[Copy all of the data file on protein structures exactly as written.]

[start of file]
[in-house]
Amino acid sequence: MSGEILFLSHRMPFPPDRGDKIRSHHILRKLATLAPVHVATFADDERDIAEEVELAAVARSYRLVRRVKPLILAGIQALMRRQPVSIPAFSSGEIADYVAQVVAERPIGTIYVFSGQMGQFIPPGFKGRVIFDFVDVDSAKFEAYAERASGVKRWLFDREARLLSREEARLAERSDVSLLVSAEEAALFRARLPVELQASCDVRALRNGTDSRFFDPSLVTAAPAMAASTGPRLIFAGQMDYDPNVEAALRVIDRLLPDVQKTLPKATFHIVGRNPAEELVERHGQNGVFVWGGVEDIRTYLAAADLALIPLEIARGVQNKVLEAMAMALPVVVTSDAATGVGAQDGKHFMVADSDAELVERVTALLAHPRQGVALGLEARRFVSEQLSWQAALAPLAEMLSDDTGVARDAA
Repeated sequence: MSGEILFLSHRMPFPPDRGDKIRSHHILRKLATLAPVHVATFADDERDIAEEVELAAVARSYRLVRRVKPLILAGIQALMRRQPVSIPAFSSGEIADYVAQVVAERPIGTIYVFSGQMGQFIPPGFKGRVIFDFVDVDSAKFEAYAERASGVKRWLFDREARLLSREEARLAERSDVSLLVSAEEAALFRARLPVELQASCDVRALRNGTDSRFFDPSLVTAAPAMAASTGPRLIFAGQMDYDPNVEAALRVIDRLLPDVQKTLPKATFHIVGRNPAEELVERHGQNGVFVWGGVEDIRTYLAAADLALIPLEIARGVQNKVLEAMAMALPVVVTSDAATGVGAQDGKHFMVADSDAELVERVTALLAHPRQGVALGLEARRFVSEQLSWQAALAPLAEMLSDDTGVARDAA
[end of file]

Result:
[in-house]
Amino acid sequence: MSGEILFLSHRMPFPPDRGDKIRSHHILRKLATLAPVHVATFADDERDIAEEVELAAVARSYRLVRRVKPLILAGIQALMRRQPVSIPAFSSGEIADYVAQVVAERPIGTIYVFSGQMGQFIPPGFKGRVIFDFVDVDSAKFEAYAERASGVKRWLFDREARLLSREEARLAERSDVSLLVSAEEAALFRARLPVELQASCDVRALRNGTDSRFFDPSLVTAAPAMAASTGPRLIFAGQMDYDPNVEAALRVIDRLLPDVQKTLPKATFHIVGRNPAEELVERHGQNGVFVWGGVEDIRTYLAAADLALIPLEIARGVQNKVLEAMAMALPVVVTSDAATGVGAQDGKHFMVADSDAELVERVTALLAHPRQGVALGLEARRFVSEQLSWQAALAPLAEMLSDDTGVARDAA
Repeated sequence: MSGEILFLSHRMPFPPDRGDKIRSHHILRKLATLAPVHVATFADDERDIAEEVELAAVARSYRLVRRVKPLILAGIQALMRRQPVSIPAFSSGEIADYVAQVVAERPIGTIYVFSGQMGQFIPPGFKGRVIFDFVDVDSAKFEAYAERASGVKRWLFDREARLLSREEARLAERSDVSLLVSAEEAALFRARLPVELQASCDVRALRNGTDSRFFDPSLVTAAPAMAASTGPRLIFAGQMDYDPNVEAALRVIDRLLPDVQKTLPKATFHIVGRNPAEELVERHGQNGVFVWGGVEDIRTYLAAADLALIPLEIARGVQNKVLEAMAMALPVVVTSDAATGVGAQDGKHFMVADSDAELVERVTALLAHPRQGVALGLEARRFVSEQLSWQAALAPLAEMLSDDTGVARDAA